The Jumbled Mess of Modern Life

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In our culture, and in other similar ones, there is a jumbled mess of factors contributing to overweight and obesity,  with the broad ones being that modern life demands less movement and offers nearly unlimited calorie-dense food.

There are socioeconomically disadvantaged places in the United States with little to no access to fresh, wholesome food, restricting choices to an overabundance of pre-packaged and heavily processed food. But even in moderate- to high-wealth areas, conglomerate economics put a slew of processed food even on the shelves of high-end “wholesome” supermarkets.

We also move less. Our environment, technology and work generally give us little reasons to move. Our entire salary can be earned from a chair. Our meals can be hunted, prepared, and served to us while we sit, sipping on chardonnay. We can play an entire game of sport on 3 dozen cable channels, all from the comfort of our own couch.

No longer do we sit down to dinner with friends or family, but we mindlessly eat dinner while watching television, surfing the internet, or doing the bills. Distracted eating can be a strong contributor to overweight and obesity.

Some of us (very few of us) are lucky to have active jobs, live in areas that encourage walking to places, enjoy robust access to wholesome food, or are even born with genetic cues to move or to stop eating when we’ve had enough.

Many of us, however, must build into our life external cues to get up and move and to stop eating when we’ve had enough. We have to find ways, however contrive they may seem, to move more through the day — outside of even formal exercise routines — and to avoid overeating.

I’ll continue to discuss the social practices that contribute to overweight and obesity, and how IF can directly or indirectly address them. But, for the year 2011, The Lean Saloon would like to focus more on simple action items that help us to lose or manage body weight.

Stay tuned.

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16 Responses to The Jumbled Mess of Modern Life

  1. Stephon says:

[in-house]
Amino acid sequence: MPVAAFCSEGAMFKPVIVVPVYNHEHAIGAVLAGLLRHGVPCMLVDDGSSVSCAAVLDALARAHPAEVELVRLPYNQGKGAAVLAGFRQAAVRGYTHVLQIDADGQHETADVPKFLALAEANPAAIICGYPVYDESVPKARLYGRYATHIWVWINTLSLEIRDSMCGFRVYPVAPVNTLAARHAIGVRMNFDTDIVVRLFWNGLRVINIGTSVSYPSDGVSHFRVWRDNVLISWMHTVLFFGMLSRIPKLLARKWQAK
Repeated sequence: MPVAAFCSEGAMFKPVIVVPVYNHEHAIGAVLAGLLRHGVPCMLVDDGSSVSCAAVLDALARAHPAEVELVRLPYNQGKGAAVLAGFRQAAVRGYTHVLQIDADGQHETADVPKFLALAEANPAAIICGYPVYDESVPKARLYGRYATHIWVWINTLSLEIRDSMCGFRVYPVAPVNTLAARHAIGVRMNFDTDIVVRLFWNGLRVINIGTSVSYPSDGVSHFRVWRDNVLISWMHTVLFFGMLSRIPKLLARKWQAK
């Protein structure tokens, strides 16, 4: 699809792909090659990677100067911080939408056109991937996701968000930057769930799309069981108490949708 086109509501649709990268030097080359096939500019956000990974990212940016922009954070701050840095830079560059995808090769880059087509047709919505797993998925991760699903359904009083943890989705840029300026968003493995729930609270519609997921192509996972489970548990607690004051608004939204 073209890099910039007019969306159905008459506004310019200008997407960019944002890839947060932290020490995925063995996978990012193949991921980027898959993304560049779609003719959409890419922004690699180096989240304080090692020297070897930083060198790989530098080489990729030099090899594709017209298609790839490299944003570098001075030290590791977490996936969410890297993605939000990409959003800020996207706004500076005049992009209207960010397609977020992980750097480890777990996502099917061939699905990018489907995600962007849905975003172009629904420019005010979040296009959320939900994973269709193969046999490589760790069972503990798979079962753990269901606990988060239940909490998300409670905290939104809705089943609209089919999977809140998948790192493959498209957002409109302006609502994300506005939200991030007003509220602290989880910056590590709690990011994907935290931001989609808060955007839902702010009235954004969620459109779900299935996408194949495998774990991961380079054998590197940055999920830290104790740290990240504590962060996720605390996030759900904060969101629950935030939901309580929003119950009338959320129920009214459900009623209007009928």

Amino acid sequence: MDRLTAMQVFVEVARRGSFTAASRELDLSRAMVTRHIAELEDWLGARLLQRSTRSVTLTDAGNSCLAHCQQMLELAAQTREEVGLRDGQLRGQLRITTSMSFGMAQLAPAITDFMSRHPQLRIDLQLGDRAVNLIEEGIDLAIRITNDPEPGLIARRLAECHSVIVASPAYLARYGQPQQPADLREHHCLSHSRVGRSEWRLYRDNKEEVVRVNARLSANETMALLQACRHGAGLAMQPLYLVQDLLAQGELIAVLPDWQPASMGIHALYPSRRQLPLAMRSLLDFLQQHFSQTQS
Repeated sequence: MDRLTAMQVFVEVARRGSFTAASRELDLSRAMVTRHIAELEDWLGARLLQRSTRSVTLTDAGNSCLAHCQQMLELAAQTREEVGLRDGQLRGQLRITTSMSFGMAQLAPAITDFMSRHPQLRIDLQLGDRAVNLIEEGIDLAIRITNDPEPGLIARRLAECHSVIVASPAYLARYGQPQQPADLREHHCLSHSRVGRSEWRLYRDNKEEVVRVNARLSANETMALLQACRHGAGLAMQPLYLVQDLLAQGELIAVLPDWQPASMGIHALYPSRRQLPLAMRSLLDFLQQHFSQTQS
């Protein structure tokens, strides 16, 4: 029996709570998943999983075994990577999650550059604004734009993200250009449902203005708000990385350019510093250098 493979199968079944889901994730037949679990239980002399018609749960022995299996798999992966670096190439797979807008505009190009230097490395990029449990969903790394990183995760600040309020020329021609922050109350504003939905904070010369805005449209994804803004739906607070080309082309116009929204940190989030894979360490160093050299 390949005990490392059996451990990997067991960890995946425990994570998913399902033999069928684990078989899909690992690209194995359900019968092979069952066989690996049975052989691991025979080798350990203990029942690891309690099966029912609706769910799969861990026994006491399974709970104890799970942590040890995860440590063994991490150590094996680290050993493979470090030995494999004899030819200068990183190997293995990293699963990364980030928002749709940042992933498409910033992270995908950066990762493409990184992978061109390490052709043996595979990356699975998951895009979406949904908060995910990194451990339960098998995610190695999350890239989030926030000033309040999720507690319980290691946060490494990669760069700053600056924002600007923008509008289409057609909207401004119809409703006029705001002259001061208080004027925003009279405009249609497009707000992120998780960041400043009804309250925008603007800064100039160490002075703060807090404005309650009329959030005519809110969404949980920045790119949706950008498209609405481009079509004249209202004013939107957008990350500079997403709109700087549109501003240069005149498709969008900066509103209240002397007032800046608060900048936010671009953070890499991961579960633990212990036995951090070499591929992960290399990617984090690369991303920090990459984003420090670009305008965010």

Exactly what I was speaking of yesterday to a friend who because of his job and crazy schedule (overseas) has little access to whole natural foods, and I told him what you stated about moving more and eating less. He now says he will definetly give it a shot and with IF will look to turn things around. As always Johnny your post is dead on, just knowing there is hope for even those with limited access to whole natural foods is truly inspiring, this is my favorite blog hands down.

    I asked you a question about bodyweight training a post or two ago and I’m sure due to your busy schedule you never got back to me, but if you have a response that’s great, if not that’s fine just keep the awesome posts coming.

  2. David says:

    I totally agree with you. Moreover, the whole dieting and eating dilemma is just a portion of the information overload thing we’re living in these days and age.
    I wish everyone could read the material you write in here.

    I sense that this wonderful site, Johnny, is really underrated.
    Keep up the great work!


  3. Johnny says:

    One positive change I made to my life is avoiding sitting down. I stand when I work at my desk (most companies will allow this desk configuration if asked), I stand when I am at home watching TV, and I generally try to stay on my feet. For me, it has dramatically helped my back and tight hamstrings. I am sure there are circulatory benefits as well. Just getting up and moving around is one small change for those who are trying to lose weight and get active.

    • TrippleZ says:

      I did basically the same major change – made a standup computer desk at home where I work on average 8-12 hours/day, so let’s say I have no more than 2-3 hours of sitting time from about 16 hours total waking time.
      I’ve researched on the internet about the calorie expenditure when someone is standing as opposed to sitting the same amount of hours but didn’t find any conclusive and well-backed numbers. Do you have any idea of the calories “burned” during standing?

  4. Johnny says:

    I am not aware of how much more a person burns standing versus sitting, but even if it’s just 100 calories per day, it’s something. I do know that studies show increased longevity in those that stand over those that sit or are sedentary during the day.